Conservation covenants: an important task for the SCCA

by Jason Herz, SCCA Chair

The SCCA was granted the right to hold conservation covenants under Section 219 of the Land Titles Act. In the fall of 2010, the Sunshine Coast Regional District inquired as to whether the SCCA would consider holding such a covenant on Cliff Gilker Park.

The request was brought about by people’s comments during the development of the Cliff Gilker Management Plan, which was prepared in 2007, and more recently reaffirmed in the Roberts Creek OCP process. The board and our executive directors felt that this was a great opportunity to merge the wishes of the community with our mandate for the protection of biodiversity.

Upon review of the original covenant presented by the SCRD, it was decided that we would attempt a rewrite to make the document more suitable to the long-term goals of the community, the SCRD parks department and the SCCA. To do this, we enlisted the assistance of retired SCRD head of planning Judy Skogstad and the legal assistance of Lois Potter. It has been a year-long adventure and education in legalese and the language of conservation covenants.

As Cliff Gilker Park has two fairly distinct areas, one with playing fields and various structures and the other a forested area interlaced with several paths and bridges, it was difficult to make one covenant suit both needs. It was decided to demarcate the two portions, recognizing that each required different types of permitted activities, as described by the Cliff Gilker Master Plan and monitored by the SCCA as the covenant holders.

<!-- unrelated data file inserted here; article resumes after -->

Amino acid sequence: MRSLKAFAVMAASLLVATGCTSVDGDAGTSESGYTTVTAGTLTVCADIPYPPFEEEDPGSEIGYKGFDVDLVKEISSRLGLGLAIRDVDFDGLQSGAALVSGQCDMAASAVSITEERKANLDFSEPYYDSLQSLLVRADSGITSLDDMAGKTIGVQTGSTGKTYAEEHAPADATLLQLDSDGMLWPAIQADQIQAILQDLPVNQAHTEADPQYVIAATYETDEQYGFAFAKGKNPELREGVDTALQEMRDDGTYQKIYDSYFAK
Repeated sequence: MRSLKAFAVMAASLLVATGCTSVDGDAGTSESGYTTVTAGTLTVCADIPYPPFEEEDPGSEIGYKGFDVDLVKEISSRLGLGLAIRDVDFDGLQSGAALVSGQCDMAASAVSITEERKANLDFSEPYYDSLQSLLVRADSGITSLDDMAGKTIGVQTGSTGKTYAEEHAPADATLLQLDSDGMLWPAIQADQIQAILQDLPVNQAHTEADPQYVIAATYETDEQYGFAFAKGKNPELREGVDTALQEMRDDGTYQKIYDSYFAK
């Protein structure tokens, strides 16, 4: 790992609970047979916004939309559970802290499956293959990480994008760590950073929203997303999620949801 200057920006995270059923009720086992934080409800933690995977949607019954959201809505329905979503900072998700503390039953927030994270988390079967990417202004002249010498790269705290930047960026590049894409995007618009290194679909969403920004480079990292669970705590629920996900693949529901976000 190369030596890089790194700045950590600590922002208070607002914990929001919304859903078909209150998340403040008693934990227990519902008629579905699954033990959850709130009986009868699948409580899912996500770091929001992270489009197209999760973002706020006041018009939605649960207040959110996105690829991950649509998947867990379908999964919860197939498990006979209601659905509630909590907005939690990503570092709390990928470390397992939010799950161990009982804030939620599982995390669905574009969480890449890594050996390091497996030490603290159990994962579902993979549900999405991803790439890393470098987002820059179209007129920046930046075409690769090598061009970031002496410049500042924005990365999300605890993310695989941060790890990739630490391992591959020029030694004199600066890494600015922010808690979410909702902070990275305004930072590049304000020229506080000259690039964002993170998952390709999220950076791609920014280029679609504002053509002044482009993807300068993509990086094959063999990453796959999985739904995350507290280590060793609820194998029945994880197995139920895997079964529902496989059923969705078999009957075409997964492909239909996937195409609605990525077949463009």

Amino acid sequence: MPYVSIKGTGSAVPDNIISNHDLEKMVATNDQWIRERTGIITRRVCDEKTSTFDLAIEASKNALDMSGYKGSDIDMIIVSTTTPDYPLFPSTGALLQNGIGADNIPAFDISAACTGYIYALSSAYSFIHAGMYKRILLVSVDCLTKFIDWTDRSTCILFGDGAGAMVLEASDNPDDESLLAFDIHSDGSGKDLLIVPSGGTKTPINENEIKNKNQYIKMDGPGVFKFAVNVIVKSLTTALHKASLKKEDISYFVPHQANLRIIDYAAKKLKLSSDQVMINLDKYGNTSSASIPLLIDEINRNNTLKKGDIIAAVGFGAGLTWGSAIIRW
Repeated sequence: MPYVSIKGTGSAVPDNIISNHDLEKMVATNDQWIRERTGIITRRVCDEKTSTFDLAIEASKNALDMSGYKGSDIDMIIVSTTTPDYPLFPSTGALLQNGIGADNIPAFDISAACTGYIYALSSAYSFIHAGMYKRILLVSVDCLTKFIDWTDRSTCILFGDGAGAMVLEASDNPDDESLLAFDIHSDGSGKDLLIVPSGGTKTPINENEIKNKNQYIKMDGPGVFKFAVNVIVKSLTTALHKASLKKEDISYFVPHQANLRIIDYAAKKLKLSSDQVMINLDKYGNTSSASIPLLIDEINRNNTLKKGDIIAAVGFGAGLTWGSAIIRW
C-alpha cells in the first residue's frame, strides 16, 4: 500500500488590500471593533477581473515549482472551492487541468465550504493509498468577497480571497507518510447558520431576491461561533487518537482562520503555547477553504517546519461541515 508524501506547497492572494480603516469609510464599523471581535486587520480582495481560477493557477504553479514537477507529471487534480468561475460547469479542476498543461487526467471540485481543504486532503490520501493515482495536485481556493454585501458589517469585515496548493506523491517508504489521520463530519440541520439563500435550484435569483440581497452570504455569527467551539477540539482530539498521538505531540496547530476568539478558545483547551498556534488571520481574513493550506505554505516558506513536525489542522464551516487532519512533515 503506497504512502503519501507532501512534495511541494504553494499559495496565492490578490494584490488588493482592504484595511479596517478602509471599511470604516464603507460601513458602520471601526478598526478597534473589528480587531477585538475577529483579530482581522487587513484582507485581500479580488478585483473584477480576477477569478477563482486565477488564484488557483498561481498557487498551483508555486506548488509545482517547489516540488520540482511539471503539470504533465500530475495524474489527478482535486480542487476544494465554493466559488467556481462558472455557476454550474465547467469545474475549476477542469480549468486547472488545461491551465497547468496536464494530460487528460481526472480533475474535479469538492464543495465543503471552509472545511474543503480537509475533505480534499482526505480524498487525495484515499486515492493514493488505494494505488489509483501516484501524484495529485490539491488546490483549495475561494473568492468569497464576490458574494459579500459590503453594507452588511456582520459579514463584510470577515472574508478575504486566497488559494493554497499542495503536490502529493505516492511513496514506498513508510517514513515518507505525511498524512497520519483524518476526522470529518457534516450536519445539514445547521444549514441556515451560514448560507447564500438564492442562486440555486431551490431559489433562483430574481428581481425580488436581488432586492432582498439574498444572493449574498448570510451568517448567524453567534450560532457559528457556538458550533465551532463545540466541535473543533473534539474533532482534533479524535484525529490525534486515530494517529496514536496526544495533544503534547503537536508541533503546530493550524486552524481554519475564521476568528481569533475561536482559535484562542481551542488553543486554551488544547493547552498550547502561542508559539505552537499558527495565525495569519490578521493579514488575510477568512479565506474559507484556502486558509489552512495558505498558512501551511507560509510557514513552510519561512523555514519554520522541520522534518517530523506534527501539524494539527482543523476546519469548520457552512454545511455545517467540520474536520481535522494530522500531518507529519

We hope that we have found that balance with this document, meeting the wishes of the community while protecting and hopefully enhancing the natural values of the park in perpetuity.

Gambier Island

While we were considering taking on the Cliff Gilker covenant, our friends from the Gambier Island Conservancy approached us, hoping that we would consider joining with them in holding three more covenants on Gambier Island: Mt Artaban Nature Reserve, Long Bay Nature Reserve and Brigade Bay Bluffs Nature Reserve. These reserves are presently under the control of the Islands Trust Fund, and the trust was interested in seeing that the three were protected and secure over the long term. We reviewed the three properties in question and agreed that they were indeed worthy of protection in perpetuity.

Our first task was to write up a memorandum of understanding with representatives of the Gambier Island Conservancy to describe our relationship and responsibilities in relation to the covenants. That document was just signed recently in January 2012, during a visit to Gambier Island.

The Islands Trust Fund is preparing the language of the covenants, which will be reviewed by both the SCCA and GIC over the coming weeks, and is having baseline studies done to
determine ecological values within the three areas. The three parties involved hope to gather by the end of the summer for a signing to protect these valuable natural assets.

Photo: On 16 April, 2012, Peter Scholefield from Gambier Estates accompanied Tess Johnston from the Sea Ranch, Jason Herz and Angela Kroning from the SCCA and Doug Hopwood, Islands Trust Fund consultant (left to right) on the annual site monitoring visit to the three nature reserves.

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